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Hi in the below piece of code i am getting the output as 9 and 10 , Why is that happening ? Even though the calendars are of different time zones we are passing the same date to set the time . As far as I know the the time is calculated from the epoch as a relative value , so this relative value should be same no matter what is the time zone

I am facing a similar problem with my DB in one time zone and Server in another.

Date date = new Date ();
    Calendar c = Calendar.getInstance(TimeZone.getTimeZone("America/Los_Angeles"),Locale.US);
    Calendar c1 = Calendar.getInstance();
    c.setTime(date);
    c1.setTime(date);
    System.out.println(c.get(Calendar.HOUR));
    System.out.println(c1.get(Calendar.HOUR));
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Is the time in Los Angeles right now the same where you live? Is it the same in Greenwich? From wiki "A time zone is a region on Earth that has a uniform standard time...Most of the time zones on land are offset from Coordinated Universal Time (UTC) by a whole number of hours (UTC−12 to UTC+14), but a few are offset by 30 or 45 minutes. Some higher latitude countries use daylight saving time for part of the year, typically by changing clocks by an hour." –  MadProgrammer Feb 27 '13 at 5:35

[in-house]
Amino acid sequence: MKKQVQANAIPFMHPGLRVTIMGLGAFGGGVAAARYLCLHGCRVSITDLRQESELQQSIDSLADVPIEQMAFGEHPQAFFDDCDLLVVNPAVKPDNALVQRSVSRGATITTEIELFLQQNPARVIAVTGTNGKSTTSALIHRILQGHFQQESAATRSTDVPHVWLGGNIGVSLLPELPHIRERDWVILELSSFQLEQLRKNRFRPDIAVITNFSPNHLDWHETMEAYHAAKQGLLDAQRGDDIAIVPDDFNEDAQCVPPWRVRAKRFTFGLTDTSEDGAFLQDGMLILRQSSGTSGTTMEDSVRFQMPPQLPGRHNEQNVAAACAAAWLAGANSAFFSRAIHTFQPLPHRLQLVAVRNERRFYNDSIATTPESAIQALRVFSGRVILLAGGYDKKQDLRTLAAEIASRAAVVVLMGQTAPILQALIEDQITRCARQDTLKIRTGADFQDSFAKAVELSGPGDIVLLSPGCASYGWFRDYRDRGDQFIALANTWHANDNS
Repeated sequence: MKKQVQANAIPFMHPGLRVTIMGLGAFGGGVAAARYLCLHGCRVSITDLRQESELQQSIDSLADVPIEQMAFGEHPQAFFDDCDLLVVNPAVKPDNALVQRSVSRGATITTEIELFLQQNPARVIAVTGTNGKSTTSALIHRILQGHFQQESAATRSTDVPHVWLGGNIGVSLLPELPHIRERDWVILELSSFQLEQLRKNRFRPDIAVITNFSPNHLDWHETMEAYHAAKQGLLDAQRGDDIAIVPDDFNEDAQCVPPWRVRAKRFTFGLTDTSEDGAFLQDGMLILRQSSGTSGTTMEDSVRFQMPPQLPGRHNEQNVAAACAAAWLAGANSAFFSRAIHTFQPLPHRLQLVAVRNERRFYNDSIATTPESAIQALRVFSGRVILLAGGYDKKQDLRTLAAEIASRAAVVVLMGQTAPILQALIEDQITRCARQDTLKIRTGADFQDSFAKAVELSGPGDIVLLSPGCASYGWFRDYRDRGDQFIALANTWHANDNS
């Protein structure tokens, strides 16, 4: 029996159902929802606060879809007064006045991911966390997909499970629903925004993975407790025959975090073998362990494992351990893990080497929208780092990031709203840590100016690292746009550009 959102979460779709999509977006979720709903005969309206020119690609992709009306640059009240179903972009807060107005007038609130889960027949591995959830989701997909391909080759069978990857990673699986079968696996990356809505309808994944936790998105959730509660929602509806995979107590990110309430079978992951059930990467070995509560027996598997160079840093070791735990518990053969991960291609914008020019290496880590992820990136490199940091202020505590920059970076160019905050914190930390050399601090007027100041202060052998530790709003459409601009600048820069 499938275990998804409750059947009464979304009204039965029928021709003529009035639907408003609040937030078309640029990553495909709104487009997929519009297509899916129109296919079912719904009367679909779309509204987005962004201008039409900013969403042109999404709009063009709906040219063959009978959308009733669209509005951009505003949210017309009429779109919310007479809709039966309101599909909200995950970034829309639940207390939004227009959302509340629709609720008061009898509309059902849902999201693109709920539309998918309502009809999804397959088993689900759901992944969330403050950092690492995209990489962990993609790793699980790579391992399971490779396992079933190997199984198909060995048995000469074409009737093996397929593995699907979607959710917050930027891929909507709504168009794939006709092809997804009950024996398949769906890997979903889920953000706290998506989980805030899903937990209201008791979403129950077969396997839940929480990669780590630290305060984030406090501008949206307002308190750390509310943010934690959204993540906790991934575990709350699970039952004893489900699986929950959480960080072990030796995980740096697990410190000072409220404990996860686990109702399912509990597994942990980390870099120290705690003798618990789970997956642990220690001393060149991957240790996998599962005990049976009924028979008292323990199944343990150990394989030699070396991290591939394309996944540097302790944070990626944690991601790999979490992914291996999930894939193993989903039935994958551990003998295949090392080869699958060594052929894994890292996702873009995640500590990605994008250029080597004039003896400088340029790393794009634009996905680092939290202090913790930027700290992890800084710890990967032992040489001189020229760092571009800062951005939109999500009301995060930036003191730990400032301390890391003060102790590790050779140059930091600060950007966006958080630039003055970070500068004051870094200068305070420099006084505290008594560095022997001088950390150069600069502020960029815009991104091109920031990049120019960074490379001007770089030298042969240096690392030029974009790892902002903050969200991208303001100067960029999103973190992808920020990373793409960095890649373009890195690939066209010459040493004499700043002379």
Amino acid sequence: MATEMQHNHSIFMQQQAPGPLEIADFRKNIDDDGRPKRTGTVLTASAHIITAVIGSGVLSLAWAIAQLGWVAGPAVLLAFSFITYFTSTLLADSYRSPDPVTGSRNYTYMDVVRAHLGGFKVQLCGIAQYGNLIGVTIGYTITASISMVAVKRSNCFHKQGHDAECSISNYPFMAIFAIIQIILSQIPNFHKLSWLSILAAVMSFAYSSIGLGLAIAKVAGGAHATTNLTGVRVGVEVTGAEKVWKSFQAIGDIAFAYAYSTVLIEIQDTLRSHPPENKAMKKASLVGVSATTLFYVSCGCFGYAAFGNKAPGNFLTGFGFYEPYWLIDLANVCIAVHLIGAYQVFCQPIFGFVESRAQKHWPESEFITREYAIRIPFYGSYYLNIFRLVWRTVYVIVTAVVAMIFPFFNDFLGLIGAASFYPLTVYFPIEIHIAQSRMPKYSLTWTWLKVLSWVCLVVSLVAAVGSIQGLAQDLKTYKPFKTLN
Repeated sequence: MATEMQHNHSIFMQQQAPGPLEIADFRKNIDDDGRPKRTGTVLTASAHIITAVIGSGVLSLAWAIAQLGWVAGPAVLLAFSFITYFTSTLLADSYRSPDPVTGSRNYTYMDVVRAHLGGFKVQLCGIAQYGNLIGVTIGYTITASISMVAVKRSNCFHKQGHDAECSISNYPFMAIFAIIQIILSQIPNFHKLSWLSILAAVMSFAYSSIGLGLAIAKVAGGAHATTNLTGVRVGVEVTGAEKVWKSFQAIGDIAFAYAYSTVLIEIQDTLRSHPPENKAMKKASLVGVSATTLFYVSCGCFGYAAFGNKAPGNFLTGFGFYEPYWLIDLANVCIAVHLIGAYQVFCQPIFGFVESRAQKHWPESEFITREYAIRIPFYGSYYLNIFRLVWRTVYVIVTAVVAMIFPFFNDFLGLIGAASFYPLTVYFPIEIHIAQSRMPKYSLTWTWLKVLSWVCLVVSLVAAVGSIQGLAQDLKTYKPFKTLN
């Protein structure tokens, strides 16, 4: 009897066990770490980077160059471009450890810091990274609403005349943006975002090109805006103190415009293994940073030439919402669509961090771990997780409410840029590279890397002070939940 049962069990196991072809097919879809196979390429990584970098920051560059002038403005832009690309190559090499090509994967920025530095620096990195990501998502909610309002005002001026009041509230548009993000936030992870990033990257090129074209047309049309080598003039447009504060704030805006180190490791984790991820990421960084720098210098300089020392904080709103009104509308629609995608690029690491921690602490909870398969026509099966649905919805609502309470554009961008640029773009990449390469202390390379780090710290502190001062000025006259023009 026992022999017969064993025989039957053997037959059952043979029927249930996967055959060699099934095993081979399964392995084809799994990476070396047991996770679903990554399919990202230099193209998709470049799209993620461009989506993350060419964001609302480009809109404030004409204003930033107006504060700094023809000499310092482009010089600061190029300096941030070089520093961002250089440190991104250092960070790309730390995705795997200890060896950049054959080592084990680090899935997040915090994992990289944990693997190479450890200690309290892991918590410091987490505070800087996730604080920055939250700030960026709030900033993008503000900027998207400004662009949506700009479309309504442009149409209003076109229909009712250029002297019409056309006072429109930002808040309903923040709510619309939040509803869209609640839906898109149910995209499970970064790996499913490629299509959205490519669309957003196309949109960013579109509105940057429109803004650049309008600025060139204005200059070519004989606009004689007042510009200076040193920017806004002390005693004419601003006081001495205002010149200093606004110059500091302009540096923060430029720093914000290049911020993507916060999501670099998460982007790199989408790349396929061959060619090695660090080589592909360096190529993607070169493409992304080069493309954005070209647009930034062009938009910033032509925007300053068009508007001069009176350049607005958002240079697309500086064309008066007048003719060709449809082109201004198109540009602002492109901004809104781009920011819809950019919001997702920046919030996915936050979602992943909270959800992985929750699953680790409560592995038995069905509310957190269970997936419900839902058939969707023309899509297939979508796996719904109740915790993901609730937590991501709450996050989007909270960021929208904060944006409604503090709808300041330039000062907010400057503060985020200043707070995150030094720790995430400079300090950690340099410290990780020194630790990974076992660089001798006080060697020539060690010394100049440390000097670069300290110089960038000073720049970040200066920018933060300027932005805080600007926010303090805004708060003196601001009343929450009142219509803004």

Hi Thanks for your time, But Please not that I am setting the same time to the Calender instance and even after setting the sane time to the calendar instances , they are returning different values, thats where my confusion is –  Ajay Feb 27 '13 at 5:36
    
Yes but you're setting the 'same time' in two different time zones, that's what everyone is getting at. 10am in GMT != 10am in PST. –  Ben Jul 19 '13 at 9:40

1 Answer 1

when you pass in the date, its UTC timestamp is taken (so number of milliseconds since 01-01-1970 in GMT+0), you then set both calendars to that same time, and ask what hour it is.

obviously the hour is going to be different in different time zones - the L.A time zone and the time zone for the computer you run the code on, even though they have been initialized with the exact same UTC time.

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